Crème ganache was conceived by Paul Siraudin, confectioner and former playwright, and introduced into the Parisine food scene in 1870. Ganache is one of those delicious inventions that don’t require much preparation. Dark bittersweet chocolate and cream are basically all the ingredients you need. Although you’ve probably already tried it on pastries and chocolate cakes, you can also scoop it and eat it as a standalone dessert or snack. It has that velvety texture that melts in your mouth and can easily raise your blood sugar if you’re not careful! Dark chocolate, nonetheless, also has lots of health benefits, so a couple of spoons from time to time won’t hurt. If you’re into the home bakery business, you’ve probably run into a situation where you have too much ganache on the counter and want to use it on future cakes. The questions may have come to your mind. Can you freeze chocolate ganache? How long does it last in the fridge?
Yes, you can freeze chocolate ganache, especially if you wish to preserve it for longer than 2 weeks. Ganache freezes surprisingly well, considering it’s a dairy-based recipe. And freezing it doesn’t require much work. It will get a bit trickier once you decide to defrost it. But you’ll be able to use it, provided you follow the steps to a tee.
All you need to do is portion out the cooled-down ganache (preferably cooled in the fridge) into single-serving sizes and transfer them into individual airtight freezer bags or containers, squeeze out all the air and seal them. Afterward, store them in the freezer and close the door.
If you’re using a freezer-friendly Tupperware, cover the ganache surface with a layer of cling film to avoid a skin formation, which could ruin its texture.
It’s very important that you wait until the ganache has cooled down, as the vapor will fill your container with moisture, which will transform into ice crystals and cause the ganache to deteriorate in quality. Also, the hot ganache could accidentally affect the freezer temperature momentarily, slightly thawing food items stored there.
Freezing ganache will likely not affect its taste at all, even when dairy products in principle tend to separate into layers upon freezing. It might need some minor tweaks to restore its consistency. However, if the ganache has added ingredients, you could find more noticeable differences. Likewise, white chocolate ganache is prone to become grainier upon thawing, so it might need a bit more effort to restore it.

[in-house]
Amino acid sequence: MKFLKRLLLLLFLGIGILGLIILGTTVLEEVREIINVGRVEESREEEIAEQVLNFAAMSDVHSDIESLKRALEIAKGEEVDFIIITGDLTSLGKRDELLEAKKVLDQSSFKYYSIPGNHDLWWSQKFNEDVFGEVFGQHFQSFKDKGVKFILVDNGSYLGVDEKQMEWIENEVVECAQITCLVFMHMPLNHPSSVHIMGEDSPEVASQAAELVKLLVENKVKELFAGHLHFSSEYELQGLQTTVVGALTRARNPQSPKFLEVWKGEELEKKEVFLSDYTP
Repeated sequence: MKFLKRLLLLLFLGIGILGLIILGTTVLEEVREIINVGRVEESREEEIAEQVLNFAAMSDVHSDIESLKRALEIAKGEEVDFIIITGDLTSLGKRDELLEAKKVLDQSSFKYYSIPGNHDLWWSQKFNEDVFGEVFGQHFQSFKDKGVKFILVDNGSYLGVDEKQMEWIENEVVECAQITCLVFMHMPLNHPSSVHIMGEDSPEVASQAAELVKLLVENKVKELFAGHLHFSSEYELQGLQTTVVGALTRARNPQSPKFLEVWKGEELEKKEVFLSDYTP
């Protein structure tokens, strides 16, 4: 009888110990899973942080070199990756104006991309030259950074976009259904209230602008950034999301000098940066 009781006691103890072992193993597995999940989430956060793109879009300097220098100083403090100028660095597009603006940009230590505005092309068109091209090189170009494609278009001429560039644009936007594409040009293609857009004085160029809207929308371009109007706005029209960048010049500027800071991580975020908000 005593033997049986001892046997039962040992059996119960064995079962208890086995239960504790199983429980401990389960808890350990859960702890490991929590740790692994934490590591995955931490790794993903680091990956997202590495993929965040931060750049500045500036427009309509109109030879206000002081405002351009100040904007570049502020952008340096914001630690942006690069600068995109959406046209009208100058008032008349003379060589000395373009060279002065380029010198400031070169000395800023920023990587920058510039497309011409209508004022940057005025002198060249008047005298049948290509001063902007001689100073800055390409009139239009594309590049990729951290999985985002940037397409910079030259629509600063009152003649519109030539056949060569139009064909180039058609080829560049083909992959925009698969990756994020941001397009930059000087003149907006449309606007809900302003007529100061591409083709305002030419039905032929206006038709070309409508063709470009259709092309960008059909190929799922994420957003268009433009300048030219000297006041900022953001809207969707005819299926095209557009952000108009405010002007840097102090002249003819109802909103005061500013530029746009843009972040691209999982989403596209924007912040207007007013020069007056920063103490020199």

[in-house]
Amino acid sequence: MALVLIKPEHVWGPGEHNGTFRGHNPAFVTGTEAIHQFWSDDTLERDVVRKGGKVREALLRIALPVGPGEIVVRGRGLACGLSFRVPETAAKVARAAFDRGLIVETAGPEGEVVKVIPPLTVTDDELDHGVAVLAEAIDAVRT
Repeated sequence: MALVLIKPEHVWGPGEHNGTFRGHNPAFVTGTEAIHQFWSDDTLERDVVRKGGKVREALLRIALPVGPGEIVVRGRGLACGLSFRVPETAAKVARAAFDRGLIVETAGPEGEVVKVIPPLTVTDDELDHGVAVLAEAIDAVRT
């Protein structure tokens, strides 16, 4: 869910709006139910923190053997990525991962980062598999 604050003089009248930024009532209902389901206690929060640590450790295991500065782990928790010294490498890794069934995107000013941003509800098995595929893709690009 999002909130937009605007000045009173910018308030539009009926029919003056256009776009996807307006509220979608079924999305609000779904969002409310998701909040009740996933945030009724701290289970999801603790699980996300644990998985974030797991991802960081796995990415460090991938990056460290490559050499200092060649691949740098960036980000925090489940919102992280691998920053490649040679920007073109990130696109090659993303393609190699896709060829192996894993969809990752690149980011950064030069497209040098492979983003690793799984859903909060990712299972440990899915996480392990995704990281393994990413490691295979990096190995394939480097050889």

Ganache is one of those food items that don’t refreeze well, since the moisture released when thawed will transform into ice crystals, destroying its peachy texture.
Ganache can last from 2 weeks to 1 month in a fridge set to temperatures of 40º F or below. After that time has passed, it will start showing spoilage signs.
In the freezer set to 0º F or below, it won’t go bad, but it might turn a bit irksome after a period of 3 months.
Ganache cannot be defrosted the fast way. It’s the unfortunate price you must pay to preserve it beyond its “best by” date. To correctly thaw ganache, it has to be done in the slowest way possible. Thus, you should make sure to prepare beforehand, in order not to miss any deadline.
To achieve correct thawing, transfer the ganache into a bowl and pop it into the fridge for several hours. Afterward, leave it for a couple of hours until it melts and is able to be stirred. Next, proceed to mix the ganache by stirring constantly and firmly and, if possible, use a blender. That way, you’ll dissolve any grainy portions and restore its smoothness. Finally, you can use it in your pastry or dessert.
Unless a recipe is designed for this purpose, ganache simply should not be baked or cooked while frozen, since it will definitely acquire a faulty texture that is difficult or next-to-impossible to fix. After you’ve thawed it using the method outlined above, you’re able to cook lots of recipes with it, such as cakes, truffles, brownies, cookies, or donuts. You can also use it for non-baked recipes like tiramisu or ice cream.